The full impact of the coronavirus outbreak on commercial real estate markets is just beginning to take shape. What do investors need to consider going forward?
In March, the Federal Reserve cut its key interest rate to near 0%, creating a potential opportunity for commercial real estate buyers. At the same time, stay-at-home orders to battle the pandemic have had a devastating impact on retail businesses, hotels, restaurants, offices, and more.
“The owners, the tenants, the lenders—everybody right now has their nose to the grindstone to try to get over this near-term shock to real estate cash flow,” says Craig A. Zuelke, Real Estate Advisory Specialist with Wells Fargo Private Bank.
Zuelke and fellow real estate advisory specialist Scott Bennett say that the pandemic’s impact on consumer and business behavior could reshape commercial real estate in the long run. But the news isn’t all dire. “For investors who have cash and are willing to take risks, there could be opportunities in the next few months,” Zuelke says.
Adds Bennett: “We’ve gotten through downturns in the past; I believe we’ll get through this one.”
With that in mind, what should commercial real estate investors know about today’s market—and how can they prepare for possible future opportunities? Here, Zuelke and Bennett share their perspective on four major property classes: apartments, industrial, office, and retail.
Apartments could present opportunities
“In our view, while rent delinquencies will undoubtedly rise in the short term due to job losses, multifamily properties will likely remain strong performers over the long-term,” Bennett says.
“On a long-term basis, apartments have typically outperformed the other three commercial real estate asset classes,” he says. Everyone needs a place to live, and apartment properties usually have many tenants, reducing the overall impact if some miss rent payments.
New legislation related to the coronavirus pandemic protects tenants from eviction while also helping landlords who have mortgages backed by the federal government.
Although the outlook looks strong, Zuelke and Bennett caution that people’s desire to live in high-density residences could diminish as a consequence of the pandemic because those areas have been hit hard in the initial weeks of the outbreak.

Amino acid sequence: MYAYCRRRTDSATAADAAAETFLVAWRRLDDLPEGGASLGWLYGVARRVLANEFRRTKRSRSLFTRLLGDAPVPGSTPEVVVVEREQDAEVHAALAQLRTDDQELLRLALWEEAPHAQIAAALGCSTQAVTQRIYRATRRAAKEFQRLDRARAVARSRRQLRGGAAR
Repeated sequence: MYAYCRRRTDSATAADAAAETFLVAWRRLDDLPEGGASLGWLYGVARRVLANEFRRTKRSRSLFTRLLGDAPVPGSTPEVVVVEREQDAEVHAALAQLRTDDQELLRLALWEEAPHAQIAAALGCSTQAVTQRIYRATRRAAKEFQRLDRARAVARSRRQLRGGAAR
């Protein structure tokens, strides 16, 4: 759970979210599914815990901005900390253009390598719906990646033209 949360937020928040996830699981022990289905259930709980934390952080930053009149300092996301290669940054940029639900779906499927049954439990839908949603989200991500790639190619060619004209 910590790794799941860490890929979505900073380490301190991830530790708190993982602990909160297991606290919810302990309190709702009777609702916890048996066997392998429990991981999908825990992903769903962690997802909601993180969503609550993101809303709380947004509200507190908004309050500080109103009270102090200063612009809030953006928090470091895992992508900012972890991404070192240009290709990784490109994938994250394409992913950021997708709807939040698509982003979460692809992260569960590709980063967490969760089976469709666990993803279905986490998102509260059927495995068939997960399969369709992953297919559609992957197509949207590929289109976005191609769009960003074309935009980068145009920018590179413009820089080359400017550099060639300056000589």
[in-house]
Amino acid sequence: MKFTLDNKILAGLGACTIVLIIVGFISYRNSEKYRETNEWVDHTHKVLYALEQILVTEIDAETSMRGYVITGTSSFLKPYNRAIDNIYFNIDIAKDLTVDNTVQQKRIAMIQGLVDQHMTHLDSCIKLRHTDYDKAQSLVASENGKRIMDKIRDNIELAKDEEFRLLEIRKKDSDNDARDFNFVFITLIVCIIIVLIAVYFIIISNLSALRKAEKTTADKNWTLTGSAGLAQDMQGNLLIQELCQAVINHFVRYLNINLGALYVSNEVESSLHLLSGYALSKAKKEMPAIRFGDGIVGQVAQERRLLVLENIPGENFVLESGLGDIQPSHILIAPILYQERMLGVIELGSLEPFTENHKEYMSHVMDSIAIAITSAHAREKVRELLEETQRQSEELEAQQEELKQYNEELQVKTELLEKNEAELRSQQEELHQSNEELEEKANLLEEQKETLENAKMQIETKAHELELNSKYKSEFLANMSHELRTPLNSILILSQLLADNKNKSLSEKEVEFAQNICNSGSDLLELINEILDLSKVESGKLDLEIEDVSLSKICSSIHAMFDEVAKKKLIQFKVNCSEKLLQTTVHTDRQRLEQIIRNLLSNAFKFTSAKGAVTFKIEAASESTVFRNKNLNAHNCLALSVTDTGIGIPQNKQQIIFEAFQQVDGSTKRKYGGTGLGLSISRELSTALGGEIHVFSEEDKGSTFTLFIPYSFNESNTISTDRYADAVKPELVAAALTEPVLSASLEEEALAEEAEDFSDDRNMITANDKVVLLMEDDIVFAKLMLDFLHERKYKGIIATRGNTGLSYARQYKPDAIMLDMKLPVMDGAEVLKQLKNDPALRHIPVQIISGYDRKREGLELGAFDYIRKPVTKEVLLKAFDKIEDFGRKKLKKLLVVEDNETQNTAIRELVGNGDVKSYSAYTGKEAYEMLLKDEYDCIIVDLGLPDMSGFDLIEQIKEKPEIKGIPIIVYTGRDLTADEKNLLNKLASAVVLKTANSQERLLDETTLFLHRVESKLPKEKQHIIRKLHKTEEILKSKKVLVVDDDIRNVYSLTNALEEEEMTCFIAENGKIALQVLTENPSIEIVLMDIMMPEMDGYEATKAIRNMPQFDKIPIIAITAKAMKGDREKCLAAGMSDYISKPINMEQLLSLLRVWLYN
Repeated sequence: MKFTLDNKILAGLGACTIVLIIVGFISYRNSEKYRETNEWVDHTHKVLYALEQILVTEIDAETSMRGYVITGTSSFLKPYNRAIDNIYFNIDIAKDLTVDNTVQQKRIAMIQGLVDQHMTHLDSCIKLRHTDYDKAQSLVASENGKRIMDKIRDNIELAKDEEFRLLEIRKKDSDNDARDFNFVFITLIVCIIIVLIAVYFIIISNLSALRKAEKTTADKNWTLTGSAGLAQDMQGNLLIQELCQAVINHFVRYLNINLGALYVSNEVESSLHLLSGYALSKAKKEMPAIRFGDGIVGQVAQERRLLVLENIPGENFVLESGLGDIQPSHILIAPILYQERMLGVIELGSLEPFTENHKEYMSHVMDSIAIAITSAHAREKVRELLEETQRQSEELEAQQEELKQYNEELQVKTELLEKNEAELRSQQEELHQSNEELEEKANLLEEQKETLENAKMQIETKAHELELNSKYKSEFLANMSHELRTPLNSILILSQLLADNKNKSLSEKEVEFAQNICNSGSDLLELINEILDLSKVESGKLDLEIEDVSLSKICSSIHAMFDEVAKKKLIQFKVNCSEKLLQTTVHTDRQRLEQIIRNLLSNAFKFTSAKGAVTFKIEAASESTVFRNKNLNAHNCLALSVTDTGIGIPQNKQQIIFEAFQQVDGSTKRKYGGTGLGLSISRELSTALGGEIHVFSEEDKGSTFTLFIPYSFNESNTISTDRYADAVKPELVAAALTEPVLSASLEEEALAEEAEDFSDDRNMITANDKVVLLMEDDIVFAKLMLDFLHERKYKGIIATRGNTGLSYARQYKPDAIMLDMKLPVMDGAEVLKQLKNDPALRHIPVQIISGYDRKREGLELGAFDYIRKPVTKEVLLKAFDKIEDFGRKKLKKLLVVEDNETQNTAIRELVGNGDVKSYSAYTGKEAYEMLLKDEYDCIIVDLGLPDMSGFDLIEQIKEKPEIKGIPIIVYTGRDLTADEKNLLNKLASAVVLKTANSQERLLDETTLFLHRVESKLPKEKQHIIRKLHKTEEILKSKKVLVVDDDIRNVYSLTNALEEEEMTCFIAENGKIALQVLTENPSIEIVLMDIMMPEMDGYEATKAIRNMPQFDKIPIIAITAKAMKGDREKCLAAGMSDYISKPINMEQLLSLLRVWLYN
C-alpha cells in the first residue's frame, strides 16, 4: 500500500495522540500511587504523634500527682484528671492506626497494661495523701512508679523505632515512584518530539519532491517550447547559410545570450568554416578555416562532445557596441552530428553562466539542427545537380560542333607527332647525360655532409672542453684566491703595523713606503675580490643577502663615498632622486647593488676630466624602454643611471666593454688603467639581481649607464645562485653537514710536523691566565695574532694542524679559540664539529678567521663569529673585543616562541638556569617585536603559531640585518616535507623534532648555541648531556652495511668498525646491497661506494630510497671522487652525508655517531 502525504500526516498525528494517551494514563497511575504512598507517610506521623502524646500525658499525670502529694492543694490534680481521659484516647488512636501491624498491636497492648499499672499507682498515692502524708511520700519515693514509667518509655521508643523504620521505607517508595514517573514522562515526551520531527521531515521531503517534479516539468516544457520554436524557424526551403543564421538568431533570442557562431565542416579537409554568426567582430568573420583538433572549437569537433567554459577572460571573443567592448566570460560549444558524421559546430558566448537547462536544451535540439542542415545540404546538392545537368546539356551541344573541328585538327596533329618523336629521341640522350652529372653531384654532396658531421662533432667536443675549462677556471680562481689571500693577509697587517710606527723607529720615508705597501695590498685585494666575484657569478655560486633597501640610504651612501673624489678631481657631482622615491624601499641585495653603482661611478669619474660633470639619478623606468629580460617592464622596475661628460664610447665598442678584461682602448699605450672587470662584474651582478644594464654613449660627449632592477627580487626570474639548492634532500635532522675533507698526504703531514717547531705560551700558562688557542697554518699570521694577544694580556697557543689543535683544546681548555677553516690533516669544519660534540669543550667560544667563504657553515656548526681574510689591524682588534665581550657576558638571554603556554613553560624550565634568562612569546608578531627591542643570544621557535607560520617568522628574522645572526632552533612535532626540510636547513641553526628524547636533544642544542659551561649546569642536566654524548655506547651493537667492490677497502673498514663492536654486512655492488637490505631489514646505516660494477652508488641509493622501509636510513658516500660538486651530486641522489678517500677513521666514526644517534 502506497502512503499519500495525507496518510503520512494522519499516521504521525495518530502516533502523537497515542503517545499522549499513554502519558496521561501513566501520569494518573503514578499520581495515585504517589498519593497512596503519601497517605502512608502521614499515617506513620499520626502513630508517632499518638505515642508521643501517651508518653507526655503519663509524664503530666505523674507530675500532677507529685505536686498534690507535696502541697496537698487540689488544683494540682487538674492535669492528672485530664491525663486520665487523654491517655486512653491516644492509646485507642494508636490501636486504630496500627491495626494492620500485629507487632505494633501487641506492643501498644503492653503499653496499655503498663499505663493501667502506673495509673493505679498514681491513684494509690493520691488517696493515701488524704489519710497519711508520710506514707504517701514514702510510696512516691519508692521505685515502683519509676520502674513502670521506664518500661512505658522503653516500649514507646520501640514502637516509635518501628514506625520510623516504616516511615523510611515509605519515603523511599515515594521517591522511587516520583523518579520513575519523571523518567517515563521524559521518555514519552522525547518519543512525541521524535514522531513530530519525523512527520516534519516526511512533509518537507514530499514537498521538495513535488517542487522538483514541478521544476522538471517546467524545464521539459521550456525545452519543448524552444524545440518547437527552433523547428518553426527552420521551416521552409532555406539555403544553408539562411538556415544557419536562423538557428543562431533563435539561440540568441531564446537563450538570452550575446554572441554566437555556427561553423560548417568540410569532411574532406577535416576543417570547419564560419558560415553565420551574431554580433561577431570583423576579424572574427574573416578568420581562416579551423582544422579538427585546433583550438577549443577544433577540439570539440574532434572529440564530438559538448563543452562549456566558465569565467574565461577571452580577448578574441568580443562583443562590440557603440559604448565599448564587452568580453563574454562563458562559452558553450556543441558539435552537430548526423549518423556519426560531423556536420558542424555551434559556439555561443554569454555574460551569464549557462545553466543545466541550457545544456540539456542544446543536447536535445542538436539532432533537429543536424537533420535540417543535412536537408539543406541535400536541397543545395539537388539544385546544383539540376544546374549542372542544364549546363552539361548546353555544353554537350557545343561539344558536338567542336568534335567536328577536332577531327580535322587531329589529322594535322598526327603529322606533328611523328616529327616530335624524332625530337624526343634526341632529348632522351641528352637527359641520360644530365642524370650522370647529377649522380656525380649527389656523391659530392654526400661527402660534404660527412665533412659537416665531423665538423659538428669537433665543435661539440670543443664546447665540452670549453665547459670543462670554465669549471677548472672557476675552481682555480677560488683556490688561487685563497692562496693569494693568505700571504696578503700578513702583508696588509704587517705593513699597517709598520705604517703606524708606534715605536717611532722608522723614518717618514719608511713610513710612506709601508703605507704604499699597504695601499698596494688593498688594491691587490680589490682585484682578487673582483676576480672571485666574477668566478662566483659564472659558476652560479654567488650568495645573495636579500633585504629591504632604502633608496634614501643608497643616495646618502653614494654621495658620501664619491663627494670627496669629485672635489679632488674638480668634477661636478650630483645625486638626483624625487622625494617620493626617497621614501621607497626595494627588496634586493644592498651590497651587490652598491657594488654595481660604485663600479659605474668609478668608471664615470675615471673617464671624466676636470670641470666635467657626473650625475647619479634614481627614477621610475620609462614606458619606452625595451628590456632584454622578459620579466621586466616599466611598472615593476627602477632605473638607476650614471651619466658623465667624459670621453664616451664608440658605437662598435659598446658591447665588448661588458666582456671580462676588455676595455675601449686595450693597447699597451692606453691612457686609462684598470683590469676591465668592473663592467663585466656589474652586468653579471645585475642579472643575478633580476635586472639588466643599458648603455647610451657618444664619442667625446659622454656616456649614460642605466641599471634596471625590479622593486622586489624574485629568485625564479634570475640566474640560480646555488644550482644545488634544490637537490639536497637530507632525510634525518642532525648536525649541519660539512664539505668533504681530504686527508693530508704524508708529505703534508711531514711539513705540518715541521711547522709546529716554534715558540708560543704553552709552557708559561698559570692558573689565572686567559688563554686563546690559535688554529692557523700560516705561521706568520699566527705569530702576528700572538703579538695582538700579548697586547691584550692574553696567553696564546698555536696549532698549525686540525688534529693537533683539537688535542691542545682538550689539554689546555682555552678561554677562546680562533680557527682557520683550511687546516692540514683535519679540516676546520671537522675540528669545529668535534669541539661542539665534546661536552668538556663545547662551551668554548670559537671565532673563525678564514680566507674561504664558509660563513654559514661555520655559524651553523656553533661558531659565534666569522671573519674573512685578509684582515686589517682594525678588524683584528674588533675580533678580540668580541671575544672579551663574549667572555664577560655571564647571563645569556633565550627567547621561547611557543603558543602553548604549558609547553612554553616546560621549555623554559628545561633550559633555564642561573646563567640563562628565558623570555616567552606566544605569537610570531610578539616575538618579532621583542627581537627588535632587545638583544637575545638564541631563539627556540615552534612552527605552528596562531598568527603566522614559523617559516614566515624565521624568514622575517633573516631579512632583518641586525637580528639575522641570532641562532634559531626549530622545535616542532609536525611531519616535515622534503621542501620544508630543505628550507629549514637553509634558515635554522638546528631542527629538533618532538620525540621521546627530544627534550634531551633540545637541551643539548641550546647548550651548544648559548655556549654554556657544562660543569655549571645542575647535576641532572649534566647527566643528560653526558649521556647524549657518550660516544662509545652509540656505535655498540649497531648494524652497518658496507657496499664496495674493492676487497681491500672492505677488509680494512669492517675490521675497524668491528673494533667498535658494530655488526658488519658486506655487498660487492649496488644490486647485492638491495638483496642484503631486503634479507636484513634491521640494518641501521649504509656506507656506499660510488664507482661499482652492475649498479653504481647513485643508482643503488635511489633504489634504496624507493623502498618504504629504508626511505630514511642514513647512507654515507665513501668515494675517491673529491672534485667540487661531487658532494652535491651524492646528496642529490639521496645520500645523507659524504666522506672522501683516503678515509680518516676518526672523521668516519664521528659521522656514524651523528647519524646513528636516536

Certain industrial properties could remain a good investment
Bennett says, in the near term, the pandemic is likely to have a negative impact on industrial properties with tenants that are not deemed essential, such as certain local and regional businesses.
However, the pandemic is likely to accelerate the growth of e-commerce, Bennett says, making certain tenants valuable assets. That includes distribution and logistics centers responsible for keeping the supply chains of food, medical materials, and other essential products flowing.
“Owners of industrial properties whose tenants are tied to the food, medical, and online retail chains have found that those are very strong properties to own,” he says.
In the longer term, shifts in supply chains could boost the value of industrial properties.
“For example, retailers could require more supply on hand given shortages we’ve seen at the grocery stores,” Bennett says. “The other supply chain impact could be that U.S. companies reconsider where they’re doing business. It could be that some U.S. companies will look globally outside of China, or even within the U.S.”
Retail properties are a ‘mixed bag’
Many businesses in the retail sector have suffered greatly during this crisis. The effects of forced closures of nonessential stores, bars, restaurants, and other service businesses, like salons and barbershops, are going to be felt for some time, Zuelke and Bennett say. Landlords may also face further attrition in the big box retail space, as well as with the smaller businesses that typically occupy neighborhood centers and strip malls.
Many smaller shops can’t pay their rent while they are shut down; however, essential businesses, such as grocery stores and pharmacies, remain open and have even seen a meaningful uptick in activity. Aside from the importance of tenant mix, property owners with reasonable debt and who are working closely with their lenders may come through in better shape, Zuelke and Bennett say.
“It’s a pretty mixed bag,” Zuelke says.
Office properties could see some downsizing
The long-term impacts of the pandemic on office buildings are unpredictable. While some companies will eagerly want employees to return to their offices, others may see an opportunity to reduce (or even eliminate) the office space they rent if the pandemic showed them that employees can work from home effectively. Regardless, some companies may decide to downsize by cutting branch locations or services, and staff.
As a result, it’s possible that a greater percentage of office buildings may serve different purposes than dedicated offices and cubicles in the future. This could include more dedicated space for team collaboration, client meetings and experiences, and office hoteling, where employees reserve a space on an as-needed basis.
“Everybody is now figuring out this whole thing about being productive working at home,” Zuelke says. The trend for less square footage per employee will likely continue, and offices will need to deliver up-to-date technology in a comfortable and flexible environment for them to remain attractive.
There are special risks associated with an investment in real estate, including possible illiquidity of properties, credit risk, interest rate fluctuations, and the impact of varied economic conditions.
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